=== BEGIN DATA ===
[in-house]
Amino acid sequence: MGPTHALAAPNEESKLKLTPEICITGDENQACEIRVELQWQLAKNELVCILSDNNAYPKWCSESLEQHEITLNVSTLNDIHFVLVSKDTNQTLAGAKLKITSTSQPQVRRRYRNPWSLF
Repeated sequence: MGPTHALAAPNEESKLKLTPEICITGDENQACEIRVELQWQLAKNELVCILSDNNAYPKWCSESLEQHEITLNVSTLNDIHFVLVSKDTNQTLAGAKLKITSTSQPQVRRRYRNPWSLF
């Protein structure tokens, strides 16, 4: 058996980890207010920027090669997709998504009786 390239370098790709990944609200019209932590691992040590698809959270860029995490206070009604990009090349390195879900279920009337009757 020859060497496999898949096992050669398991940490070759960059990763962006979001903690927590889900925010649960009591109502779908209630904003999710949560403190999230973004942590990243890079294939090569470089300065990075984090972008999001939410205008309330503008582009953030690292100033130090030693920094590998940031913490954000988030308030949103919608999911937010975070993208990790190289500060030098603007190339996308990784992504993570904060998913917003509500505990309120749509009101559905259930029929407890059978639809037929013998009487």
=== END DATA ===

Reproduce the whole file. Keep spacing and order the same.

[in-house]
Amino acid sequence: MGPTHALAAPNEESKLKLTPEICITGDENQACEIRVELQWQLAKNELVCILSDNNAYPKWCSESLEQHEITLNVSTLNDIHFVLVSKDTNQTLAGAKLKITSTSQPQVRRRYRNPWSLF
Repeated sequence: MGPTHALAAPNEESKLKLTPEICITGDENQACEIRVELQWQLAKNELVCILSDNNAYPKWCSESLEQHEITLNVSTLNDIHFVLVSKDTNQTLAGAKLKITSTSQPQVRRRYRNPWSLF
């Protein structure tokens, strides 16, 4: 058996980890207010920027090669997709998504009786 390239370098790709990944609200019209932590691992040590698809959270860029995490206070009604990009090349390195879900279920009337009757 020859060497496999898949096992050669398991940490070759960059990763962006979001903690927590889900925010649960009591109502779908209630904003999710949560403190999230973004942590990243890079294939090569470089300065990075984090972008999001939410205008309330503008582009953030690292100033130090030693920094590998940031913490954000988030308030949103919608999911937010975070993208990790190289500060030098603007190339996308990784992504993570904060998913917003509500505990309120749509009101559905259930029929407890059978639809037929013998009487």